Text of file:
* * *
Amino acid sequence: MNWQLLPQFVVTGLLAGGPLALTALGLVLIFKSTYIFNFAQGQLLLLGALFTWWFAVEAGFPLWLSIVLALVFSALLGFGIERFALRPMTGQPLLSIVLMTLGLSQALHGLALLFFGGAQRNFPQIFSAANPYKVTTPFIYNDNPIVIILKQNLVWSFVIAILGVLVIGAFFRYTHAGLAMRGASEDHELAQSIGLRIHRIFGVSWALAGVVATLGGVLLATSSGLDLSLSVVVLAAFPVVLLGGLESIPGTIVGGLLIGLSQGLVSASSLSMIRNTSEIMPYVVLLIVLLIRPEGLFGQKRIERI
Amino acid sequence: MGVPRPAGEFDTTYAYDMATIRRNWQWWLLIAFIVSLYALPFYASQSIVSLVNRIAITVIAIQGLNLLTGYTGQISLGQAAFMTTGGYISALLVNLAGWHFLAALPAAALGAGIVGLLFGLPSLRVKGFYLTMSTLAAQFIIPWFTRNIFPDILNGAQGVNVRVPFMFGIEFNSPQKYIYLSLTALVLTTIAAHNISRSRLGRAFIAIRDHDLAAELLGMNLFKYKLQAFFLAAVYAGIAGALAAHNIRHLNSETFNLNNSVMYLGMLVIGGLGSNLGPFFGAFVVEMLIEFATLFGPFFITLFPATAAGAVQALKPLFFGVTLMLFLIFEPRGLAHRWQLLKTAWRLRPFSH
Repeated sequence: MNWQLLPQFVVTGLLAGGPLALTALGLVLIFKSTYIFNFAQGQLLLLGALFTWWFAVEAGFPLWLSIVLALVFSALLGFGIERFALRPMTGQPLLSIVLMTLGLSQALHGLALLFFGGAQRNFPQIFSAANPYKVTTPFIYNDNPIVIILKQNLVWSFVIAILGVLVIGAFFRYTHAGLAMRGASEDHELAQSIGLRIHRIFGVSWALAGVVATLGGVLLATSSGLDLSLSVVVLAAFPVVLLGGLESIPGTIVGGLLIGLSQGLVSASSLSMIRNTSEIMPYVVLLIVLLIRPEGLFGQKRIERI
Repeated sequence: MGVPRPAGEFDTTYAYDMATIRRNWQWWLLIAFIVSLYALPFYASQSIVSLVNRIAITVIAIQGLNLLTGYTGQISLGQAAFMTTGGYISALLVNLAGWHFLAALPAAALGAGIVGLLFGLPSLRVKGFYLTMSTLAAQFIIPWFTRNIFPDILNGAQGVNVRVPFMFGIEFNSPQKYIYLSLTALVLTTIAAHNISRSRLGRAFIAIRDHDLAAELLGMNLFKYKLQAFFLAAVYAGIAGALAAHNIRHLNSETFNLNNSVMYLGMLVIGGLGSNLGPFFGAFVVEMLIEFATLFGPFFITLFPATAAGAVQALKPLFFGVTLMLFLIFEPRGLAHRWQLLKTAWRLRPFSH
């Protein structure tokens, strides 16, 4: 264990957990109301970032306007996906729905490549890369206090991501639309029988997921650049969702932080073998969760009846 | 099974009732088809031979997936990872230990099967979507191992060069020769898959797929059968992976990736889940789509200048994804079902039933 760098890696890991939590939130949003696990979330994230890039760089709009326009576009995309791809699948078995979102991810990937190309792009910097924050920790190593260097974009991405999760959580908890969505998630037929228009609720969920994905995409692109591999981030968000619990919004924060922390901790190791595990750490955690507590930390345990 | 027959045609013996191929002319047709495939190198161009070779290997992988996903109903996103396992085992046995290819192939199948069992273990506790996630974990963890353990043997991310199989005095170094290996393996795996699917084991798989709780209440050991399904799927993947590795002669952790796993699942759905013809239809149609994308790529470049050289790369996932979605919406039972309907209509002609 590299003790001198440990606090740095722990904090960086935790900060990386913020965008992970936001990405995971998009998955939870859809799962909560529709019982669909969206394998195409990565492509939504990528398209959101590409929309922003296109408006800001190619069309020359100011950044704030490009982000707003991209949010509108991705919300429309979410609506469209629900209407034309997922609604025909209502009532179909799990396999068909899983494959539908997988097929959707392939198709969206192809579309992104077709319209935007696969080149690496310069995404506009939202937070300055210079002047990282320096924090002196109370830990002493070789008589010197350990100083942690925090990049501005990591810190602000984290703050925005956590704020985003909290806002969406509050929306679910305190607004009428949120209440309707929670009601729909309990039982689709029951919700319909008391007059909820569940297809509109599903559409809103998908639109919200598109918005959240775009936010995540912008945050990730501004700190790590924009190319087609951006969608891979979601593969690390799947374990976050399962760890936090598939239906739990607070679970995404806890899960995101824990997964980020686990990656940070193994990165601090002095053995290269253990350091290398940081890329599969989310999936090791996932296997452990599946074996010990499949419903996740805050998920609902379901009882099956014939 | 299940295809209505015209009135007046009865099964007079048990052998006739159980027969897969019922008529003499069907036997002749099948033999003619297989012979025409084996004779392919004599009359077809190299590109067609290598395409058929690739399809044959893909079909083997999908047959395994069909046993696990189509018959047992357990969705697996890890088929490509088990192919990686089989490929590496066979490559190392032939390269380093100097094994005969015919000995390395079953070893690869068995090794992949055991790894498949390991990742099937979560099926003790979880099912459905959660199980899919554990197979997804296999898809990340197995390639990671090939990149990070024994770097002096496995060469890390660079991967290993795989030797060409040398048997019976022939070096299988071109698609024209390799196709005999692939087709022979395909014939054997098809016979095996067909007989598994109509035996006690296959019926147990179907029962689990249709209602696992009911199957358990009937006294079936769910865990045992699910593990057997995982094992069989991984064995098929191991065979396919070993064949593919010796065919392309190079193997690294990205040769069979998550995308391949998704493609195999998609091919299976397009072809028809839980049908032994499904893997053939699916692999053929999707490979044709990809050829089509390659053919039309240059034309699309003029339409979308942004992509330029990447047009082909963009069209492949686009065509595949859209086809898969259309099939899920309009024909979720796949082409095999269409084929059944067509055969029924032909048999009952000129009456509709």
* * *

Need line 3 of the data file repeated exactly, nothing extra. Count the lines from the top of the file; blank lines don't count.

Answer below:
Repeated sequence: MNWQLLPQFVVTGLLAGGPLALTALGLVLIFKSTYIFNFAQGQLLLLGALFTWWFAVEAGFPLWLSIVLALVFSALLGFGIERFALRPMTGQPLLSIVLMTLGLSQALHGLALLFFGGAQRNFPQIFSAANPYKVTTPFIYNDNPIVIILKQNLVWSFVIAILGVLVIGAFFRYTHAGLAMRGASEDHELAQSIGLRIHRIFGVSWALAGVVATLGGVLLATSSGLDLSLSVVVLAAFPVVLLGGLESIPGTIVGGLLIGLSQGLVSASSLSMIRNTSEIMPYVVLLIVLLIRPEGLFGQKRIERI